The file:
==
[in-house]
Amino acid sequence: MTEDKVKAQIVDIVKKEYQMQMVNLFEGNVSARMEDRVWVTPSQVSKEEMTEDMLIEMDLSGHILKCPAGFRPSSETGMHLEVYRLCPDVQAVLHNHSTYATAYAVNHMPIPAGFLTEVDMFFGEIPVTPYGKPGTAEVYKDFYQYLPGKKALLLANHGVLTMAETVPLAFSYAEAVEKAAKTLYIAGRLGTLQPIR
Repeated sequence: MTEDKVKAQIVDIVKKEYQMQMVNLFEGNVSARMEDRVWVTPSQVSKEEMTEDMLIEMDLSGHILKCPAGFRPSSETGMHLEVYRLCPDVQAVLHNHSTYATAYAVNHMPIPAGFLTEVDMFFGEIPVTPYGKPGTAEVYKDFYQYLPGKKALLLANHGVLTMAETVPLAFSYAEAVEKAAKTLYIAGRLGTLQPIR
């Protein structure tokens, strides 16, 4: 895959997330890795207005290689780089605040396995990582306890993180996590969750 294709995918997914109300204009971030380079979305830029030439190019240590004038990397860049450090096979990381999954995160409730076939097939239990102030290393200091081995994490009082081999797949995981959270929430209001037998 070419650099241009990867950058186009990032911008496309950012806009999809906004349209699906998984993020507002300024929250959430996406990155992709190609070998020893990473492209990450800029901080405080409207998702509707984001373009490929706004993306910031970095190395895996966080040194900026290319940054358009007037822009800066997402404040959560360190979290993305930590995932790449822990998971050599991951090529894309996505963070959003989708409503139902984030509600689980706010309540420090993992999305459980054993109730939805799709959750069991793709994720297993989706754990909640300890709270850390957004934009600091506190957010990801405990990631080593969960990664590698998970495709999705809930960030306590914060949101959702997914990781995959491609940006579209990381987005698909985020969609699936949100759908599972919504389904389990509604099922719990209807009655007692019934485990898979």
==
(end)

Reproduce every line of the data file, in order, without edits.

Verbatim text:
[in-house]
Amino acid sequence: MTEDKVKAQIVDIVKKEYQMQMVNLFEGNVSARMEDRVWVTPSQVSKEEMTEDMLIEMDLSGHILKCPAGFRPSSETGMHLEVYRLCPDVQAVLHNHSTYATAYAVNHMPIPAGFLTEVDMFFGEIPVTPYGKPGTAEVYKDFYQYLPGKKALLLANHGVLTMAETVPLAFSYAEAVEKAAKTLYIAGRLGTLQPIR
Repeated sequence: MTEDKVKAQIVDIVKKEYQMQMVNLFEGNVSARMEDRVWVTPSQVSKEEMTEDMLIEMDLSGHILKCPAGFRPSSETGMHLEVYRLCPDVQAVLHNHSTYATAYAVNHMPIPAGFLTEVDMFFGEIPVTPYGKPGTAEVYKDFYQYLPGKKALLLANHGVLTMAETVPLAFSYAEAVEKAAKTLYIAGRLGTLQPIR
């Protein structure tokens, strides 16, 4: 895959997330890795207005290689780089605040396995990582306890993180996590969750 294709995918997914109300204009971030380079979305830029030439190019240590004038990397860049450090096979990381999954995160409730076939097939239990102030290393200091081995994490009082081999797949995981959270929430209001037998 070419650099241009990867950058186009990032911008496309950012806009999809906004349209699906998984993020507002300024929250959430996406990155992709190609070998020893990473492209990450800029901080405080409207998702509707984001373009490929706004993306910031970095190395895996966080040194900026290319940054358009007037822009800066997402404040959560360190979290993305930590995932790449822990998971050599991951090529894309996505963070959003989708409503139902984030509600689980706010309540420090993992999305459980054993109730939805799709959750069991793709994720297993989706754990909640300890709270850390957004934009600091506190957010990801405990990631080593969960990664590698998970495709999705809930960030306590914060949101959702997914990781995959491609940006579209990381987005698909985020969609699936949100759908599972919504389904389990509604099922719990209807009655007692019934485990898979």